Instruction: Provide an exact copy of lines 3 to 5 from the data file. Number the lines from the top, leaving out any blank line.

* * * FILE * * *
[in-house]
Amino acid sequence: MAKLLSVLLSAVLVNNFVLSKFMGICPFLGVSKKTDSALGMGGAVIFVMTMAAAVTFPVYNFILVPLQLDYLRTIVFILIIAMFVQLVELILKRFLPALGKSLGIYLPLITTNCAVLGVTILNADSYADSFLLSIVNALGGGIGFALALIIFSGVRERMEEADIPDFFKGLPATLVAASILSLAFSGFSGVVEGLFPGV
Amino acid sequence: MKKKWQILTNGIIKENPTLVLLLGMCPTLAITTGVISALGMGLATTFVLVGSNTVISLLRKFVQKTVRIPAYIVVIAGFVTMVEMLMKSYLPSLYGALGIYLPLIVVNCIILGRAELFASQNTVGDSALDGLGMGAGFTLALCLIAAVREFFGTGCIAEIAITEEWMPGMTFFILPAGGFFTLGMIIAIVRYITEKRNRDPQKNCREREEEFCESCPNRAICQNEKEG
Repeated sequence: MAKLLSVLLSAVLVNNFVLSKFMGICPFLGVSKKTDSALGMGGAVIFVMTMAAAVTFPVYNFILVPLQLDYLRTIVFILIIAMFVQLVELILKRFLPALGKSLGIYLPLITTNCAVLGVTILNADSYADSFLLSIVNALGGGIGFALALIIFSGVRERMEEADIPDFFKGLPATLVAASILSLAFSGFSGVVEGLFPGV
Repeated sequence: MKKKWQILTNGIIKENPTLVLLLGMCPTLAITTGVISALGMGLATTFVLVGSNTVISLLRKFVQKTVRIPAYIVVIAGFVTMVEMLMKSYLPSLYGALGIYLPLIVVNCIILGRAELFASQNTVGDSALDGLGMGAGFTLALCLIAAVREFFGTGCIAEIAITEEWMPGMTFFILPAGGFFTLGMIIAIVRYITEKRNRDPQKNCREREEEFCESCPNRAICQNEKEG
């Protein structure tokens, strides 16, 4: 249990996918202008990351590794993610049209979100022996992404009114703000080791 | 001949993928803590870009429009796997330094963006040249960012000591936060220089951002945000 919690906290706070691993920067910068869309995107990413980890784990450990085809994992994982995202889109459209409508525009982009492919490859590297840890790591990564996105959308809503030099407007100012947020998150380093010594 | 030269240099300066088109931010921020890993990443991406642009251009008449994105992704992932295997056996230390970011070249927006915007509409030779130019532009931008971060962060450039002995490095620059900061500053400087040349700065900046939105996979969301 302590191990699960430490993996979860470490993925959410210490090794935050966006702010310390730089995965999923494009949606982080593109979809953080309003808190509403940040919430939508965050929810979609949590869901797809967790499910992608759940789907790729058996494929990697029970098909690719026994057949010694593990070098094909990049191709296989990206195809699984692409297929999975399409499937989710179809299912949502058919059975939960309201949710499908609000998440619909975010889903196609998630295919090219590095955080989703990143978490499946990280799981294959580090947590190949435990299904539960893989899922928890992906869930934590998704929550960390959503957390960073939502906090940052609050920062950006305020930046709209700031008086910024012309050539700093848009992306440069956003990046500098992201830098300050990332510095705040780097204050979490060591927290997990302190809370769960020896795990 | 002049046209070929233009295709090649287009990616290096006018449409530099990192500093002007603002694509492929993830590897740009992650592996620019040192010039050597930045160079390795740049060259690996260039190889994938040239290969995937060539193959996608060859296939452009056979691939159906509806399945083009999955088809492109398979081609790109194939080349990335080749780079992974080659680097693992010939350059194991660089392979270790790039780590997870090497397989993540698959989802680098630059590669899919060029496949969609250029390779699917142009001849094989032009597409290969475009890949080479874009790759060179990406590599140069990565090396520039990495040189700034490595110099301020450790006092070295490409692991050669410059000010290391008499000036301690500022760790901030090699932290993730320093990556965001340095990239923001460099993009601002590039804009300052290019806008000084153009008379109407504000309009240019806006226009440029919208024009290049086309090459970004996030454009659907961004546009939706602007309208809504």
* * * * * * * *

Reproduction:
Amino acid sequence: MKKKWQILTNGIIKENPTLVLLLGMCPTLAITTGVISALGMGLATTFVLVGSNTVISLLRKFVQKTVRIPAYIVVIAGFVTMVEMLMKSYLPSLYGALGIYLPLIVVNCIILGRAELFASQNTVGDSALDGLGMGAGFTLALCLIAAVREFFGTGCIAEIAITEEWMPGMTFFILPAGGFFTLGMIIAIVRYITEKRNRDPQKNCREREEEFCESCPNRAICQNEKEG
Repeated sequence: MAKLLSVLLSAVLVNNFVLSKFMGICPFLGVSKKTDSALGMGGAVIFVMTMAAAVTFPVYNFILVPLQLDYLRTIVFILIIAMFVQLVELILKRFLPALGKSLGIYLPLITTNCAVLGVTILNADSYADSFLLSIVNALGGGIGFALALIIFSGVRERMEEADIPDFFKGLPATLVAASILSLAFSGFSGVVEGLFPGV
Repeated sequence: MKKKWQILTNGIIKENPTLVLLLGMCPTLAITTGVISALGMGLATTFVLVGSNTVISLLRKFVQKTVRIPAYIVVIAGFVTMVEMLMKSYLPSLYGALGIYLPLIVVNCIILGRAELFASQNTVGDSALDGLGMGAGFTLALCLIAAVREFFGTGCIAEIAITEEWMPGMTFFILPAGGFFTLGMIIAIVRYITEKRNRDPQKNCREREEEFCESCPNRAICQNEKEG